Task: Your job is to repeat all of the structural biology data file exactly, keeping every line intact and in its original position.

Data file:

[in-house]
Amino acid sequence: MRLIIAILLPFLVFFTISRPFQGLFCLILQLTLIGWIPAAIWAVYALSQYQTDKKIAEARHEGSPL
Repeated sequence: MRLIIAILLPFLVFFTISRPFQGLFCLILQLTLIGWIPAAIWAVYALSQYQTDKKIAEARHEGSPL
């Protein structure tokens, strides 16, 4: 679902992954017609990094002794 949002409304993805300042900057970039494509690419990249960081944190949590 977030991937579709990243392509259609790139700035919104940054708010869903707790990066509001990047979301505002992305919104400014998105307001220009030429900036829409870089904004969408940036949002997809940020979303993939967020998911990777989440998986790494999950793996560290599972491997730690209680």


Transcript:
[in-house]
Amino acid sequence: MRLIIAILLPFLVFFTISRPFQGLFCLILQLTLIGWIPAAIWAVYALSQYQTDKKIAEARHEGSPL
Repeated sequence: MRLIIAILLPFLVFFTISRPFQGLFCLILQLTLIGWIPAAIWAVYALSQYQTDKKIAEARHEGSPL
């Protein structure tokens, strides 16, 4: 679902992954017609990094002794 949002409304993805300042900057970039494509690419990249960081944190949590 977030991937579709990243392509259609790139700035919104940054708010869903707790990066509001990047979301505002992305919104400014998105307001220009030429900036829409870089904004969408940036949002997809940020979303993939967020998911990777989440998986790494999950793996560290599972491997730690209680």